I just got rid of our Rival slow cooker and got a Hamilton Beach one (I know it is not totally lead free but it is as close as one can get with a slow cooker, so I have researched.)
I am now also using a Le Creuset glazed cast iron dutch oven as well, which I have researched online and they state that their glaze are lead free and their non red/orange colors are cadmium free. We have a black one with sand color inside so I think we are good.
But what about our
-pyrex clear and blue baking dishes (I think pyrex is fine but would like conformation)
-Corningware French White baking stoneware dishes (I can't find an answer to this one)
-And our dinnerware? We currently have "Sango" cheap-y dinnerware from Bed Bath and Beyond. I have no idea if there is lead or other heavy metals in the glaze. It worries me.
I am looking to replace the dishes with either FiestaWare (made in the USA and the only dinnerware that guarantees they are lead free--but does contain a pre-aluminum compound?) Or Corelle (which does contain a low amount of lead but lower than others out there?) Or is there a better alternative?
I know it's never going to be perfect but I'm really trying here. Can anyone help me out?
and my martha stewart le cruset imitation dutch oven might have heavy metals too? oy vey.
I'm going to have to research everything now. I knew about crockpots, of course, but not the rest. I always assumed they were safe if sold here. (which I suppose is silly since crock pots aren't.)
I thought I was doing well in my slow quest for a non-toxic home. Now let's look at the kitchen, shall we? I know the pots and pans and flatware are OK (stainless steel and cast iron.)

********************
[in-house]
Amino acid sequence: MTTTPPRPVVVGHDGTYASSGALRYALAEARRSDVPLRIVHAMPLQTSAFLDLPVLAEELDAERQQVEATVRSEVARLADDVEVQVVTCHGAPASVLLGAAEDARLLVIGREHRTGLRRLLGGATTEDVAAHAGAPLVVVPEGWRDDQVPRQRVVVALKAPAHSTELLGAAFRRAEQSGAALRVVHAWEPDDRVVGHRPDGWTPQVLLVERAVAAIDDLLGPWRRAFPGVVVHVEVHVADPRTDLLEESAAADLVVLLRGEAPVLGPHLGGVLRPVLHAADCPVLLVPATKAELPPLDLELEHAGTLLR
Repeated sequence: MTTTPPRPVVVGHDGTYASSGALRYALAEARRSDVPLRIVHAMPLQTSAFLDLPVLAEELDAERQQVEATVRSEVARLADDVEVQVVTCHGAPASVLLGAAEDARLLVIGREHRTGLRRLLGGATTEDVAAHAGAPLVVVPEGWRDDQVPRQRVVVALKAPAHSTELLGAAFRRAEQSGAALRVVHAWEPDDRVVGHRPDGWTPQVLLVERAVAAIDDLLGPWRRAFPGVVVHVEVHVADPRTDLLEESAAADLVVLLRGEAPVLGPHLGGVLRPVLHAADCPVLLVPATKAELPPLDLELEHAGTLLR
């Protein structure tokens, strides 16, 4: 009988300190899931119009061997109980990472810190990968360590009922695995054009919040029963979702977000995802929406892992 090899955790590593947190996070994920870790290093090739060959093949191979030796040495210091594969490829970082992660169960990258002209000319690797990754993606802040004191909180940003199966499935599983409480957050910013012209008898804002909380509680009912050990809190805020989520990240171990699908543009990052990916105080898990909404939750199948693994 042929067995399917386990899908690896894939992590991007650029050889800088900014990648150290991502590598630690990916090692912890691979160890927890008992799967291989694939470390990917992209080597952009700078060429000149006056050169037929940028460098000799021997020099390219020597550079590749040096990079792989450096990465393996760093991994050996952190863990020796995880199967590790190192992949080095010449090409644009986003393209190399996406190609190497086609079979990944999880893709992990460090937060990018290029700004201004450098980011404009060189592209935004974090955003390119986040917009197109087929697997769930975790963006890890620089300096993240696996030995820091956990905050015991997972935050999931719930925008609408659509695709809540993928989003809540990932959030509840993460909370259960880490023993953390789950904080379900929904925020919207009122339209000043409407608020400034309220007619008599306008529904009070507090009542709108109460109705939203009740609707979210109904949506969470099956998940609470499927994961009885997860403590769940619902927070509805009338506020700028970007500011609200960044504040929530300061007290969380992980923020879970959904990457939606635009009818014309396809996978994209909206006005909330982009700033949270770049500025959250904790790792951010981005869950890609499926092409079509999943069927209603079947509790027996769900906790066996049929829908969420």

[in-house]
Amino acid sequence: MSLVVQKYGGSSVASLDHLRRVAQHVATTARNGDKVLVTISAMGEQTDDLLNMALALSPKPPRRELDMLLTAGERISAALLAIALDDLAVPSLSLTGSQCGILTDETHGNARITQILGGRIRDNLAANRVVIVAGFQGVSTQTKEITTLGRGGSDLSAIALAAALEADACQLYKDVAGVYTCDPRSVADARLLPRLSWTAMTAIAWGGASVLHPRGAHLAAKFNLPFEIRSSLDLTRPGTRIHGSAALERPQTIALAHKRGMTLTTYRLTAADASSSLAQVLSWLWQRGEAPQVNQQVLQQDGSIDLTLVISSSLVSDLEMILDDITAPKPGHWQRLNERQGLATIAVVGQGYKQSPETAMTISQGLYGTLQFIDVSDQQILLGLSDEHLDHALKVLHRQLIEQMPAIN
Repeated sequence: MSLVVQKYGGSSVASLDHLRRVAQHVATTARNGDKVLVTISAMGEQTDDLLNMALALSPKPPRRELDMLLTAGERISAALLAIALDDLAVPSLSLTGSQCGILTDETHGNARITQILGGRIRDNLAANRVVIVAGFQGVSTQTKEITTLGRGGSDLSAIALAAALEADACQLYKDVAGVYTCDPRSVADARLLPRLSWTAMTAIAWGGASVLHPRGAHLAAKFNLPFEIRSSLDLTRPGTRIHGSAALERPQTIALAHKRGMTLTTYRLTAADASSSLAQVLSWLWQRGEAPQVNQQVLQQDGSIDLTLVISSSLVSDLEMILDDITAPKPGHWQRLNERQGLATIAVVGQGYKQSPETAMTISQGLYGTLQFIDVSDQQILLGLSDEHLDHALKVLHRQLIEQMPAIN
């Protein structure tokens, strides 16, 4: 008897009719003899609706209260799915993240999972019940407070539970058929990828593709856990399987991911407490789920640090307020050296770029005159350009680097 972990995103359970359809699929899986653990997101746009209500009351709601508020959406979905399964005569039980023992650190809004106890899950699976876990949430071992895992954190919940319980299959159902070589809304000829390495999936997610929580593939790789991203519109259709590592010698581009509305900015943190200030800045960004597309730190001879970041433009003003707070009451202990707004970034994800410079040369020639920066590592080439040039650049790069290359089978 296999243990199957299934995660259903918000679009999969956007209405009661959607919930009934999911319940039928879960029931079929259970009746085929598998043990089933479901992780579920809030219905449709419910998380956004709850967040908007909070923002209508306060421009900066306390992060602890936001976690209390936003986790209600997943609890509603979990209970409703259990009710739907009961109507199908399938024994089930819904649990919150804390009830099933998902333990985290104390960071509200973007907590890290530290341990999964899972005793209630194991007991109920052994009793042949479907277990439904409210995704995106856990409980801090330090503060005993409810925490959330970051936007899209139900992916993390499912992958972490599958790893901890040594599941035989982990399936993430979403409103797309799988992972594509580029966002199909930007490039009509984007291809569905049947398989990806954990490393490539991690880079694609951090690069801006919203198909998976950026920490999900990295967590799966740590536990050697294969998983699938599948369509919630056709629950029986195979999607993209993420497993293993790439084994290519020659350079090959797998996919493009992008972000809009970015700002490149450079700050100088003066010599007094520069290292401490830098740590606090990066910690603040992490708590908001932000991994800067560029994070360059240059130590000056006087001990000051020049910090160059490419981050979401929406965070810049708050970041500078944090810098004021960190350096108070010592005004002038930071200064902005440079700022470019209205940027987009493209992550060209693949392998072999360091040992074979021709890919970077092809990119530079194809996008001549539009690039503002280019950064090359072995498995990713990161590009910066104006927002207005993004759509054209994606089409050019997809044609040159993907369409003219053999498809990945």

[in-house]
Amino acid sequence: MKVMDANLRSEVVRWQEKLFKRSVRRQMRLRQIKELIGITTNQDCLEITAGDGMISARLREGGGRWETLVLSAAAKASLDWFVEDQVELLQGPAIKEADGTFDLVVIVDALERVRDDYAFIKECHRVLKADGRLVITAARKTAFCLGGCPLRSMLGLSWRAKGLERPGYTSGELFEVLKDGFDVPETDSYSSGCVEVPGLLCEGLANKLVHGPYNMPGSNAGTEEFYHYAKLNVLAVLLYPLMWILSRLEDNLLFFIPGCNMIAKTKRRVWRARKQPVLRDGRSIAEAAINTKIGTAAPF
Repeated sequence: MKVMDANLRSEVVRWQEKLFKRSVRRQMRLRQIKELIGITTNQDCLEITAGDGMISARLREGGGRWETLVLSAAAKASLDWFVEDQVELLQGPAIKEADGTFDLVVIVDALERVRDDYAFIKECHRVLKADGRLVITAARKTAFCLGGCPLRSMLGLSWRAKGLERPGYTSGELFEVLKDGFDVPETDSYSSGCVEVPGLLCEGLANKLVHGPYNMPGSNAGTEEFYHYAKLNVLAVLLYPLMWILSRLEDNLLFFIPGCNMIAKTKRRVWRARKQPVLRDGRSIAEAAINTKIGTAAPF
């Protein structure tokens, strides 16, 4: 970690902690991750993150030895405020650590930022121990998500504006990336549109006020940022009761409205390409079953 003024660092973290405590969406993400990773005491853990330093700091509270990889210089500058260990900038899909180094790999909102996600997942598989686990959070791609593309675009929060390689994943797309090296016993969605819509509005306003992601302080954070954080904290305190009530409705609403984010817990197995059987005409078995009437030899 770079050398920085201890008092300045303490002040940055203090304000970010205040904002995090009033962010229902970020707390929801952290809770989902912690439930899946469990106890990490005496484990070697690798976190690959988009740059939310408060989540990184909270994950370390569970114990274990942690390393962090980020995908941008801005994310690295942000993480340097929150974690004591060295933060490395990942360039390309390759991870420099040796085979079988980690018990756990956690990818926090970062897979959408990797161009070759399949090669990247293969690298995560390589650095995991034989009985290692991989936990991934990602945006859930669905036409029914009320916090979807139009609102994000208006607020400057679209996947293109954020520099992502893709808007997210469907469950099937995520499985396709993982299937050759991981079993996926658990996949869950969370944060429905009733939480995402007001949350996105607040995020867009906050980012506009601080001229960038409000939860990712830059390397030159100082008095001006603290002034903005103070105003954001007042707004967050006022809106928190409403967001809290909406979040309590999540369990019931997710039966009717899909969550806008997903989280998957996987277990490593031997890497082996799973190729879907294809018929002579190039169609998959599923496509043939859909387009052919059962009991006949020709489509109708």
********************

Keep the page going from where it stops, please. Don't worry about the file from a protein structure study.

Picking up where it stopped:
Dr. Mercola has a lot of info regarding the safety of stainless steel in his site. I personally use only the Le Creuset cast iron range.
The other problem with stainless steel is that it's often coated in aluminum (for even cooking). And sometimes (usually?), it doesn't state this it on the pan. That's actually why we threw ours out. We thought we had stainless and then realized we were cooking with aluminum. So, we switched to Le Creuset. Hubby worked for them at the time, so we didn't have to spend very much to get the pieces (still, waaay more than I was used to spending, though, even with the 75% off!). For a slow cooker, we got their tagine and threw out our old crock pot.
I'm not sure about the white stoneware, so I stopped using ours. Instead, I switched to (I sound like a broken record) Le Creuset's bakeware, which is lead-free. Silicon baking dishes might not be too expensive - I just wonder about the coloring....